We Can’t Believe What People Used to Believe Back In the 1950s and ’60s

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The 1950s and ’60s were a completely different time, and nothing shows that more than the beliefs society held during this time period. From skepticism over products that are staples today to outdated opinions regarding how certain individuals should act, the following are some of the most obsolete beliefs of the mid-20th century.

A woman’s voice was linked to her attractiveness

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In the 1950s and ’60s, it was believed that, to be attractive, a woman should speak with a soft and gentle tone. Young girls were encouraged to practice speaking this way by placing a matchstick between their teeth. Typically done during a phone call, they were told they needed more practice if the person on the other end could detect the matchstick in their mouth.

Seventeen magazine also offered this tip to its readers on how best to find their optimal pitch:

“To find the best pitch for your voice, sing do-re-mi-fa-so up the scale, starting on the lowest note you can comfortably sing. The fifth note above this is the place where your voice should sound best – pleasant and rich in tone. At this level, you can raise your voice without sounding harsh or shrill.”

Skepticism surrounding ATMs

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While ATMs may be a regular part of life nowadays, they didn’t used to be, and they caused quite a stir when they were first introduced. The majority of the public had doubts about the machines for several reasons: they required tokens to be used, frequently jammed and often ran out of bills.

When it became clear that visiting an ATM was much more convenient than speaking with a bank teller, the public warmed up to the concept.

Seat belts? They cause injuries!

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While it’s common knowledge today that seat belts are essential safety features in vehicles, that wasn’t always the case. When they were first introduced in the 1940s and ’50s, many drivers (and passengers) argued that they didn’t work and caused injury. This led many to either refuse to wear them or cut them out of the cars!

Women shouldn’t cut their hair while pregnant

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A myth that persists today is that women shouldn’t cut their hair while pregnant, as it could harm the baby. Depending on who you ask, this could cause blindness and even baldness! This was just as wrong back in the 1950s and ’60s as it is today. It’s been debunked by experts, who say cutting one’s hair while pregnant is completely fine.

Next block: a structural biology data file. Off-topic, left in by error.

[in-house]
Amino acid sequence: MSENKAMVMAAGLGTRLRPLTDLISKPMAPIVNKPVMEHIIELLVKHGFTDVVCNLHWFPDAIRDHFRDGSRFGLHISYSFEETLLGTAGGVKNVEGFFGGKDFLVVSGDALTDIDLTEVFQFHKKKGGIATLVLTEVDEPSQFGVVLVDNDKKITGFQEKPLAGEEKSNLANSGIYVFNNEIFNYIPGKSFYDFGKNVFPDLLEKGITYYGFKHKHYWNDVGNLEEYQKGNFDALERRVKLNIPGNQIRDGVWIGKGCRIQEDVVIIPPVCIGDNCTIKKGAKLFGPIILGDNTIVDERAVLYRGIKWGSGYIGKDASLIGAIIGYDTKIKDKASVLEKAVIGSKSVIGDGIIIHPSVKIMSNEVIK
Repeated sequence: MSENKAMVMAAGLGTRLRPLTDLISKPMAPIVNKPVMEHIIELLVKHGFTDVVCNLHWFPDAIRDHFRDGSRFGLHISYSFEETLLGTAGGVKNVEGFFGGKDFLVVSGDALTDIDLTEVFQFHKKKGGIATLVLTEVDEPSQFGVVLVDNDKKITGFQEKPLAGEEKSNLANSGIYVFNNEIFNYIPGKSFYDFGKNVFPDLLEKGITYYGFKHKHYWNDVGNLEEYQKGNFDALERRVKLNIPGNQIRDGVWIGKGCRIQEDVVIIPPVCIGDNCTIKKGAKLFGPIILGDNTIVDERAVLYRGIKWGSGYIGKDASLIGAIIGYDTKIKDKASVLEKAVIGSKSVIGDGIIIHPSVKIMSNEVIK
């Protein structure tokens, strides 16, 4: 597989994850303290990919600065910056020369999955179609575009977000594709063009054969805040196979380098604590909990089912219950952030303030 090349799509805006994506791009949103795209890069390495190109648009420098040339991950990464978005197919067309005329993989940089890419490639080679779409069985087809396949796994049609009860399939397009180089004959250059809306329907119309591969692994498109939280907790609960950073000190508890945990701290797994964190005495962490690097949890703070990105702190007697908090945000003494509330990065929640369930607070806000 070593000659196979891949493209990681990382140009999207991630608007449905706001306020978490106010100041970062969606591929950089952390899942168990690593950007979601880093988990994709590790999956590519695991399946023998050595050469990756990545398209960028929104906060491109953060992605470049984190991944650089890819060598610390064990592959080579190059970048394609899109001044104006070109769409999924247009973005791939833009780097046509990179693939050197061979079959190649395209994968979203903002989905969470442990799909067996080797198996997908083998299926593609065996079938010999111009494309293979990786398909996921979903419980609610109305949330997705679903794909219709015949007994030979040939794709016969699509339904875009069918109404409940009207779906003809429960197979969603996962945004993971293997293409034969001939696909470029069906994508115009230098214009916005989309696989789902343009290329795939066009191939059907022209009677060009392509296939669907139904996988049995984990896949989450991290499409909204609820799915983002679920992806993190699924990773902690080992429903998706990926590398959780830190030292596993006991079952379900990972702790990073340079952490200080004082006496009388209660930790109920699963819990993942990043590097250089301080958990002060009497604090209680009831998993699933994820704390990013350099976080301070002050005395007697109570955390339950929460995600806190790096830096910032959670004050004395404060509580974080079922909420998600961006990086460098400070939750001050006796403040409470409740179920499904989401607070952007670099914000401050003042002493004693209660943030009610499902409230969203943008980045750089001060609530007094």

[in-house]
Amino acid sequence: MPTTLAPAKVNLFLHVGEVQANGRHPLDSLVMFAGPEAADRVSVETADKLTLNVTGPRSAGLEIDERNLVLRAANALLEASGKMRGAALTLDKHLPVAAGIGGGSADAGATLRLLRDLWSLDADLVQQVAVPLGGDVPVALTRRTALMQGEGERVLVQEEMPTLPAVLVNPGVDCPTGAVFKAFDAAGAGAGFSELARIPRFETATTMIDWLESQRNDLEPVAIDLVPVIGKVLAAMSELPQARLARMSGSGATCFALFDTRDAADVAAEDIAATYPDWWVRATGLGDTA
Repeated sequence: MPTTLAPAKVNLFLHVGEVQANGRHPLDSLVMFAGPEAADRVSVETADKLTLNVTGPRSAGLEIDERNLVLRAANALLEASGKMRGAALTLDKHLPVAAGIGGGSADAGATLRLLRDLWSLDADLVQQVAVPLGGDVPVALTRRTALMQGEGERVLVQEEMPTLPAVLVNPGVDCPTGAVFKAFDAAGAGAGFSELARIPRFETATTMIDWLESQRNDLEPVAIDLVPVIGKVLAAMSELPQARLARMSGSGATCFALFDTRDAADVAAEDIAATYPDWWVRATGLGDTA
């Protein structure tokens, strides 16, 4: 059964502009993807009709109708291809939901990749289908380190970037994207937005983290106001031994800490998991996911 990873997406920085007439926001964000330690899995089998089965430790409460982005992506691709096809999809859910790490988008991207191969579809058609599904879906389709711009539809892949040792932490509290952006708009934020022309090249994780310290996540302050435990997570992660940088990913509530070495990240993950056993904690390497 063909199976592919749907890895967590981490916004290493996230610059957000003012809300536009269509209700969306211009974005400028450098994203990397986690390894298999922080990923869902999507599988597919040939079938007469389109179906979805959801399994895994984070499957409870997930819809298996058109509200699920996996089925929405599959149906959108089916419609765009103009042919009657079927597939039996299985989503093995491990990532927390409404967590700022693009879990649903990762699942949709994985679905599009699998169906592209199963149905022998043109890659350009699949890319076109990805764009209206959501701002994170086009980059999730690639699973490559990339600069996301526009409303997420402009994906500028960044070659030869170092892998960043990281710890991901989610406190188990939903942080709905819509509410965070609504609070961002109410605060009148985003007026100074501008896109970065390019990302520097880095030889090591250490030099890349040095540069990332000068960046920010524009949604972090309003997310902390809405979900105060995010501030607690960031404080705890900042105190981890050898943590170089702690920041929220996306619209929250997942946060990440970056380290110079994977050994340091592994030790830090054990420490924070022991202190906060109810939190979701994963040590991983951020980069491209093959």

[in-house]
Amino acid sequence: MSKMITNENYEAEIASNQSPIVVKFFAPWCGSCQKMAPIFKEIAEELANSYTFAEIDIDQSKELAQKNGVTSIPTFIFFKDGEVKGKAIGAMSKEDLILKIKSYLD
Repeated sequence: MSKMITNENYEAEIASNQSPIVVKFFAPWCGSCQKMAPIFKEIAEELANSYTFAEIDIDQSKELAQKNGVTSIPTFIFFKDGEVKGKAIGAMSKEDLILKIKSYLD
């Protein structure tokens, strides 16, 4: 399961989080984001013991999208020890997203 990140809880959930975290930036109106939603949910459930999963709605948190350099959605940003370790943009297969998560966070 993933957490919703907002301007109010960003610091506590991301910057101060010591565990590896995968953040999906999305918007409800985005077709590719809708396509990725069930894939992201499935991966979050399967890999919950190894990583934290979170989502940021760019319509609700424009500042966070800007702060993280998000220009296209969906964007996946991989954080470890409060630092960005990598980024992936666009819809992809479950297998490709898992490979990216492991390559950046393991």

The only concern to be aware of is hairdressers’ treatments and styling products, as they could harm the baby.

Humans will move all travel underground

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Back in the 1950s and ’60s, it was believed future societies would move all travel underground – and some even thought we’d be living in underground cities! While this isn’t completely inaccurate – subways do exist – it’s safe to say that we haven’t completely moved underground.

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Physical activities on dates would keep things non-physical

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Back in the day, there was an emphasis on modesty, with the older generation not wanting teenagers to do anything that would be viewed as immoral, including getting intimate with their partners.

One way to ensure this didn’t happen was to plan dates filled with as many physical activities as possible. They thought such activities would prevent them from engaging in intimate relations.

Sugar wasn’t harmful to one’s health

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While today we know too much sugar can be detrimental to one’s health, that wasn’t always the case. Thanks to ads run by big corporations and illegitimate studies, it was believed the substance had several health benefits. For example, it was thought that eating sugar would give someone enough energy to go about their day.

As one ad from the time states, “The sugar in a soft drink, a couple of cookies, or a candy bar turns into energy in minutes,” which, in turn, works to cut a person’s appetite and increase their energy.

Single people were ‘immoral’ and ‘sick’

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During the mid-20th century, unmarried older individuals were viewed as the odd ones out. Women, in particular, who’d refused to marry were seen as spinsters and old maids, and they were often the topic of gossip by those around them.

To pick up a man – particularly one who was well off – it was suggested single women attend their local Alcoholics Anonymous (AA) meetings.

Unmarried women weren’t responsible enough to have credit cards

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In the 1960s, it wasn’t uncommon for banks to deny single women credit cards, as they were deemed untrustworthy. Even if a woman was married, she required her husband’s signature before a financial institution would give her one.

In the United States, it took the Equal Credit Opportunity Act of 1974 for women to obtain a credit card without hassle.

Anything and everything could be put into Jell-O

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While Jell-O might be considered a dessert nowadays, it used to frequently appear at the dinner table as a staple meal. Due to how easy and inexpensive it was, housewives worldwide used it to make the most questionable of “salads.” Among the products added to these creations were cottage cheese, various vegetables and even marshmallows!